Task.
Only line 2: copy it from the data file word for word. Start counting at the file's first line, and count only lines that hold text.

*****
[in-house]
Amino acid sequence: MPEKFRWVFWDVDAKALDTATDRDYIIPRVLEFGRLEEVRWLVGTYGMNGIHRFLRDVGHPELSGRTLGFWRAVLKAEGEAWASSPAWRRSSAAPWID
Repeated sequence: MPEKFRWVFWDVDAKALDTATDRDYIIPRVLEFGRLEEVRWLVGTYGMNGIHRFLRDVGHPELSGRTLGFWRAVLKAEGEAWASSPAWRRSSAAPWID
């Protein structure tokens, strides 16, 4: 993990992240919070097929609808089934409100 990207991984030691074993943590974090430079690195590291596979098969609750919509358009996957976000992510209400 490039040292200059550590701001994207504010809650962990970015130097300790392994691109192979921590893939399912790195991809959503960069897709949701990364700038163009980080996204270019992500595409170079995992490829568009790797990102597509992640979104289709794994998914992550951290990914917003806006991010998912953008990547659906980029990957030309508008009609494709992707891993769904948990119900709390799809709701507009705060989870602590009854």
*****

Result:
Amino acid sequence: MPEKFRWVFWDVDAKALDTATDRDYIIPRVLEFGRLEEVRWLVGTYGMNGIHRFLRDVGHPELSGRTLGFWRAVLKAEGEAWASSPAWRRSSAAPWID